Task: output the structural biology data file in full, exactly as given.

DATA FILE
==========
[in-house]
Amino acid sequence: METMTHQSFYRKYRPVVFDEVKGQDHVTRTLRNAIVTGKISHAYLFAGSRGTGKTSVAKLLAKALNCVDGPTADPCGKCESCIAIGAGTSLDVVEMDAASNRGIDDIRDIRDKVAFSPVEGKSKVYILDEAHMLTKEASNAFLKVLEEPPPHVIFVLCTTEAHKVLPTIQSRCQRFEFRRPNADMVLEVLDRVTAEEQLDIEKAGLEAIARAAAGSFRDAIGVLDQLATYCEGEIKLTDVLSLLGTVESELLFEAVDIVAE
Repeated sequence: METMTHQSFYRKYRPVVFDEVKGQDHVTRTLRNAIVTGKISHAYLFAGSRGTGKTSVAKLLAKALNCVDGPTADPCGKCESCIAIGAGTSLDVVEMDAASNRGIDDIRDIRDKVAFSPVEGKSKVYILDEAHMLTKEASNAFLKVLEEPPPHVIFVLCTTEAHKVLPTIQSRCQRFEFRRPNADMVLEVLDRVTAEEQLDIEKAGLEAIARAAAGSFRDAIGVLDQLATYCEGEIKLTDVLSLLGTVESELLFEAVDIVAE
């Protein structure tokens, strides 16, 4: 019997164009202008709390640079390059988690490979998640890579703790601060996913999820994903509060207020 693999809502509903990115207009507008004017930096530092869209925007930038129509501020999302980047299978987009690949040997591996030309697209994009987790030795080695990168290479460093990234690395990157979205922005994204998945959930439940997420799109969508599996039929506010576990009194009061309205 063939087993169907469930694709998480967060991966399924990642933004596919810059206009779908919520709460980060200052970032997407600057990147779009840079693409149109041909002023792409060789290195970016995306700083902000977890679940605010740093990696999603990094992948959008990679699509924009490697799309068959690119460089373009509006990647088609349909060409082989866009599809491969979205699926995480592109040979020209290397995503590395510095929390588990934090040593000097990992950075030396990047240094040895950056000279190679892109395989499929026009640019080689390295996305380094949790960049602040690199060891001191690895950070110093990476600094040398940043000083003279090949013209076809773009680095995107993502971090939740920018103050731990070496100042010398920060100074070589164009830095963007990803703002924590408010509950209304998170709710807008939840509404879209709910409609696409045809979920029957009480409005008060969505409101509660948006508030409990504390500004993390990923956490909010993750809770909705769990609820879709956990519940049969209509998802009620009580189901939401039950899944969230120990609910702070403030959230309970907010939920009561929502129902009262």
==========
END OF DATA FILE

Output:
[in-house]
Amino acid sequence: METMTHQSFYRKYRPVVFDEVKGQDHVTRTLRNAIVTGKISHAYLFAGSRGTGKTSVAKLLAKALNCVDGPTADPCGKCESCIAIGAGTSLDVVEMDAASNRGIDDIRDIRDKVAFSPVEGKSKVYILDEAHMLTKEASNAFLKVLEEPPPHVIFVLCTTEAHKVLPTIQSRCQRFEFRRPNADMVLEVLDRVTAEEQLDIEKAGLEAIARAAAGSFRDAIGVLDQLATYCEGEIKLTDVLSLLGTVESELLFEAVDIVAE
Repeated sequence: METMTHQSFYRKYRPVVFDEVKGQDHVTRTLRNAIVTGKISHAYLFAGSRGTGKTSVAKLLAKALNCVDGPTADPCGKCESCIAIGAGTSLDVVEMDAASNRGIDDIRDIRDKVAFSPVEGKSKVYILDEAHMLTKEASNAFLKVLEEPPPHVIFVLCTTEAHKVLPTIQSRCQRFEFRRPNADMVLEVLDRVTAEEQLDIEKAGLEAIARAAAGSFRDAIGVLDQLATYCEGEIKLTDVLSLLGTVESELLFEAVDIVAE
């Protein structure tokens, strides 16, 4: 019997164009202008709390640079390059988690490979998640890579703790601060996913999820994903509060207020 693999809502509903990115207009507008004017930096530092869209925007930038129509501020999302980047299978987009690949040997591996030309697209994009987790030795080695990168290479460093990234690395990157979205922005994204998945959930439940997420799109969508599996039929506010576990009194009061309205 063939087993169907469930694709998480967060991966399924990642933004596919810059206009779908919520709460980060200052970032997407600057990147779009840079693409149109041909002023792409060789290195970016995306700083902000977890679940605010740093990696999603990094992948959008990679699509924009490697799309068959690119460089373009509006990647088609349909060409082989866009599809491969979205699926995480592109040979020209290397995503590395510095929390588990934090040593000097990992950075030396990047240094040895950056000279190679892109395989499929026009640019080689390295996305380094949790960049602040690199060891001191690895950070110093990476600094040398940043000083003279090949013209076809773009680095995107993502971090939740920018103050731990070496100042010398920060100074070589164009830095963007990803703002924590408010509950209304998170709710807008939840509404879209709910409609696409045809979920029957009480409005008060969505409101509660948006508030409990504390500004993390990923956490909010993750809770909705769990609820879709956990519940049969209509998802009620009580189901939401039950899944969230120990609910702070403030959230309970907010939920009561929502129902009262």